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PART VII
'This Hermit good lives in that wood
Which slopes down to the sea.
How loudly his sweet voice he rears !
He loves to talk with marineres
That come from a far countree.

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'He kneels at morn, and noon, and eveHe hath a cushion plump : It is the moss that wholly hides The rotted old oak stump. ‘The skiff-boat neard : I heard them talk, “Why, this is strange, I trow ! Where are those lights so many and fair, That signal made but now ?” O“Strange, by my faith!" the Hermit said, “And they answer'd not our cheer ! The planks look warp'd ! and see those sails, How thin they are and sere ! I never saw aught like to them, Unless perchance it were

Brown skeletons of leaves that lag
My forest-brook along ;
When the ivy-tod is heavy with snow,
And the owlet whoops to the wolf below,
That eats the she-wolf's young."

Dear Lord ! it hath a fiendish look”.
(The Pilot made reply)
"I

am a-feard” - Push on, push on!
Said the Hermit cheerily.
'The boat came closer to the ship,
But I nor spake nor stirred;
The boat came close beneath the ship,
And straight a sound was heard.
Under the water it rumbled on,
Still louder and more dread :
It reach'd the ship, it split the bay :
The ship went down like lead.

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Stunn'd by that loud and dreadful sound, Which sky and ocean smote, Like one that hath been seven days drowned My body lay afloat; But swift as dreams, myself I found Within the Pilot's boat.

Upon the whirl, where sank the ship,
The boat spun round and round;
And all was still, save that the hill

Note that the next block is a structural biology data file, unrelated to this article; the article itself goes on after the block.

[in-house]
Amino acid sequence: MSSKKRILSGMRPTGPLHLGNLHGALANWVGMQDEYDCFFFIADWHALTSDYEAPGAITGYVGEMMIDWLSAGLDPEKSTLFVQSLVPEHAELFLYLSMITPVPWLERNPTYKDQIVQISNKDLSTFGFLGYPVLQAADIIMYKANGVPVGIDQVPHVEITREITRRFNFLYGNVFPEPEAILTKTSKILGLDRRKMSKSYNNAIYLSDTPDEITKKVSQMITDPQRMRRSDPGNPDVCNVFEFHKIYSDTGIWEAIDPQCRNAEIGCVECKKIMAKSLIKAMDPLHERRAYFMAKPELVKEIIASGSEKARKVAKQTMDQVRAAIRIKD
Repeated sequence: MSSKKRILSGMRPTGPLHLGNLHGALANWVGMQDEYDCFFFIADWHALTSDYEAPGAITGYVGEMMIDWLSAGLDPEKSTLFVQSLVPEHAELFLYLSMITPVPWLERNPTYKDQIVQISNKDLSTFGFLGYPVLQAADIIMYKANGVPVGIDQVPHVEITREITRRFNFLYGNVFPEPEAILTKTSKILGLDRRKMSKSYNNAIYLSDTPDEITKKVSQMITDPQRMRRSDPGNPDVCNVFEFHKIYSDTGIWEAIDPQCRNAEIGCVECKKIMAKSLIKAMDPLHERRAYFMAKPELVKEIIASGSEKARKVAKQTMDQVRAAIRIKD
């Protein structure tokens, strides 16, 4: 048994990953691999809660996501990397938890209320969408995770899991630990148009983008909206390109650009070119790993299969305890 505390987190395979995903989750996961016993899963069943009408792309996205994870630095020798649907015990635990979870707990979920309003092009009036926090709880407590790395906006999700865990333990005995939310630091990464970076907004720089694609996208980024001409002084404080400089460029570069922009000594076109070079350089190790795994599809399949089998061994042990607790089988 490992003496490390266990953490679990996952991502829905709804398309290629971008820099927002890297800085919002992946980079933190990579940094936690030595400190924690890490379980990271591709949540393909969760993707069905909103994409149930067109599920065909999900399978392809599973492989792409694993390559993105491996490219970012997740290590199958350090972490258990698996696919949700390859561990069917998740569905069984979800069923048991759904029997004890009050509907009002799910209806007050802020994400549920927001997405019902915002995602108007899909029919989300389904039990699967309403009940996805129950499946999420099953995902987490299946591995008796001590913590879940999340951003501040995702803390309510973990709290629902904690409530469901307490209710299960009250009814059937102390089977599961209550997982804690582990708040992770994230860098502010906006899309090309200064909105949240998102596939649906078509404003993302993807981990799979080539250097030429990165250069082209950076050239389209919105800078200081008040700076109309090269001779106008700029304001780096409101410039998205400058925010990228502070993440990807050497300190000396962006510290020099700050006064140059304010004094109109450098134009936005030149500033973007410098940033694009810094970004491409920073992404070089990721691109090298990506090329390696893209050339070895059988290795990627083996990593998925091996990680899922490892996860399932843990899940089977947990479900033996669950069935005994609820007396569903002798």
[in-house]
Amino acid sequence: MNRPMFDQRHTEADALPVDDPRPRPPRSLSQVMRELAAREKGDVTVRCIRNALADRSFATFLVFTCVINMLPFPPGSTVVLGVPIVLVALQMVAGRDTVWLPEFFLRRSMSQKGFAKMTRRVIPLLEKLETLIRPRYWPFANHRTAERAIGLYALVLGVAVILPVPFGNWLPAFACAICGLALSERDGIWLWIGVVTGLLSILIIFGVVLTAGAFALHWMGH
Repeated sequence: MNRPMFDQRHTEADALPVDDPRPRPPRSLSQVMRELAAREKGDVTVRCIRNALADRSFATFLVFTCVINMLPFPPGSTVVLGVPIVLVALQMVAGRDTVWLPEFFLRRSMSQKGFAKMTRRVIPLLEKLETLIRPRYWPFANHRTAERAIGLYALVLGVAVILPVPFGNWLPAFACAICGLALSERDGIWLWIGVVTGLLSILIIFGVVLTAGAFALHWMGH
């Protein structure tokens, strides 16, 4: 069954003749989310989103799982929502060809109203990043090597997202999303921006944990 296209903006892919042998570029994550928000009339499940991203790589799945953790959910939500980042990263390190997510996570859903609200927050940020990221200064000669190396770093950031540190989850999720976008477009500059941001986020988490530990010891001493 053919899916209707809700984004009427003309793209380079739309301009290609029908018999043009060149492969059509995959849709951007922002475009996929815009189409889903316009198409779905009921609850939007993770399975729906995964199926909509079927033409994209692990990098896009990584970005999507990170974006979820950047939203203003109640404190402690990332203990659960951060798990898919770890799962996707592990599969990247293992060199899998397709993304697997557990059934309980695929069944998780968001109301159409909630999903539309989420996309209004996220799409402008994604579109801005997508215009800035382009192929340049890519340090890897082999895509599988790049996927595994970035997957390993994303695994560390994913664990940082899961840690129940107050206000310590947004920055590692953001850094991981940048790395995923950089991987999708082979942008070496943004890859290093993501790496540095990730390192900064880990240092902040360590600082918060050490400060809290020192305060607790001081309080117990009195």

Was telling of the sound.
'I moved my lips—the Pilot shriek’d
And fell down in a fit;
The holy Hermit raised his eyes,
And prayed where he did sit.

' I took the oars : the Pilot's boy,
Who now doth crazy go,
Laugh'd loud and long, and all the while
His eyes went to and fro.
“Ha! ha!" quoth he, “ full plain I see
The Devil knows how to row.'

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And now,

all in my own countree,
I stood on the firm land !
The Hermit stepped forth from the boat,
And scarcely he could stand.

66 O shrieve me, shrieve me, holy man !” The Hermit crossed his brow.

Say quick," quoth he, “I bid thee sayWhat manner of man art thou ?"

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Forthwith this frame of mine was wrenched With a woful agony, Which forced me to begin my tale ; And then it left me free.

'Since then, at an uncertain hour,
That agony returns ;
And till my ghastly tale is told,
This heart within me burns.

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pass, like night, from land to land ; I have strange power of speech ; The moment that his face I see, I know the man that must hear me : To him my tale I teach. What loud uproar bursts from that door ! The wedding-guests are there : But in the garden-bower the bride And bride-maids singing are : And hark the little vesper bell, Which biddeth me to prayer ! 'O Wedding-Guest ! this soul hath been Alone on a wide, wide sea : So lonely 'twas, that God himself Scarce seemed there to be.

O sweeter than the marriage-feast,
'Tis sweeter far to me,